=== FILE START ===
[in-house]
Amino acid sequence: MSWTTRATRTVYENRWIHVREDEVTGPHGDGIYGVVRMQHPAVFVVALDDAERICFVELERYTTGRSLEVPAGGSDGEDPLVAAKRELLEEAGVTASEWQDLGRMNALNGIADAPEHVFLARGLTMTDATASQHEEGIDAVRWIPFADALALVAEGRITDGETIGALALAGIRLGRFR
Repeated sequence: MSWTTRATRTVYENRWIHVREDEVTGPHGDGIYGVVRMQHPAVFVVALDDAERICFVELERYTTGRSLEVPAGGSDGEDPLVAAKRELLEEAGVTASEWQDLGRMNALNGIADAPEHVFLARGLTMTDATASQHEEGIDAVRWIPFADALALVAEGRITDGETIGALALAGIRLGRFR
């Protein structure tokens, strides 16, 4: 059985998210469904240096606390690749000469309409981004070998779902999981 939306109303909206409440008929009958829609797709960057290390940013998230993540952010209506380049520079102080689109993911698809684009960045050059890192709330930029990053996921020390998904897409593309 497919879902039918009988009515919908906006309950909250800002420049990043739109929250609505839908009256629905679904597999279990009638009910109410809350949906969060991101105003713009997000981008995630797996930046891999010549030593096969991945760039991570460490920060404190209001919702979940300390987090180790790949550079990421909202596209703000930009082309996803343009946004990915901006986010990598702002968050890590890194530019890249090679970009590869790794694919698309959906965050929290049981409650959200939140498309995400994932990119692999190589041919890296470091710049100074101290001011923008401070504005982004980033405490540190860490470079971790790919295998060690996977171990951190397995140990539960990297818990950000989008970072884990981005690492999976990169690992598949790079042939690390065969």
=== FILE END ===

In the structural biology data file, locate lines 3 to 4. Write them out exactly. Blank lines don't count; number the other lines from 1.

Repeated sequence: MSWTTRATRTVYENRWIHVREDEVTGPHGDGIYGVVRMQHPAVFVVALDDAERICFVELERYTTGRSLEVPAGGSDGEDPLVAAKRELLEEAGVTASEWQDLGRMNALNGIADAPEHVFLARGLTMTDATASQHEEGIDAVRWIPFADALALVAEGRITDGETIGALALAGIRLGRFR
């Protein structure tokens, strides 16, 4: 059985998210469904240096606390690749000469309409981004070998779902999981 939306109303909206409440008929009958829609797709960057290390940013998230993540952010209506380049520079102080689109993911698809684009960045050059890192709330930029990053996921020390998904897409593309 497919879902039918009988009515919908906006309950909250800002420049990043739109929250609505839908009256629905679904597999279990009638009910109410809350949906969060991101105003713009997000981008995630797996930046891999010549030593096969991945760039991570460490920060404190209001919702979940300390987090180790790949550079990421909202596209703000930009082309996803343009946004990915901006986010990598702002968050890590890194530019890249090679970009590869790794694919698309959906965050929290049981409650959200939140498309995400994932990119692999190589041919890296470091710049100074101290001011923008401070504005982004980033405490540190860490470079971790790919295998060690996977171990951190397995140990539960990297818990950000989008970072884990981005690492999976990169690992598949790079042939690390065969």